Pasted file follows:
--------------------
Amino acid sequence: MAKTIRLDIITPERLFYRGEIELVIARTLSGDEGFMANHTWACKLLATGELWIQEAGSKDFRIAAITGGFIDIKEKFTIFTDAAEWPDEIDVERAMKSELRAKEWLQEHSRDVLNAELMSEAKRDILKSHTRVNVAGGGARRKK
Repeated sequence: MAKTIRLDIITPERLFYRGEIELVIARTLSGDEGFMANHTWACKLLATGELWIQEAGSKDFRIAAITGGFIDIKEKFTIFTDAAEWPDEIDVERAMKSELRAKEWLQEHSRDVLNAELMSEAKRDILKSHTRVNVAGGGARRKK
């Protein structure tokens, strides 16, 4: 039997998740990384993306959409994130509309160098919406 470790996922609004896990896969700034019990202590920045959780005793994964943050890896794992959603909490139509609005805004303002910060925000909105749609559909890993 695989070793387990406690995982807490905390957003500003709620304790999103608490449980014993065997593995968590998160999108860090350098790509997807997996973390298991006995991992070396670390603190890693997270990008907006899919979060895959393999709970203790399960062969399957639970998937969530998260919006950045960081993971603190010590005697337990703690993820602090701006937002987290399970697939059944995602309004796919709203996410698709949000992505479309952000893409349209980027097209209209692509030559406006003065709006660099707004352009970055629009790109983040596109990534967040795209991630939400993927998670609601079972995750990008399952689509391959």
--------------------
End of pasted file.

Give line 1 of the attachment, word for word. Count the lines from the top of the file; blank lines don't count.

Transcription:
Amino acid sequence: MAKTIRLDIITPERLFYRGEIELVIARTLSGDEGFMANHTWACKLLATGELWIQEAGSKDFRIAAITGGFIDIKEKFTIFTDAAEWPDEIDVERAMKSELRAKEWLQEHSRDVLNAELMSEAKRDILKSHTRVNVAGGGARRKK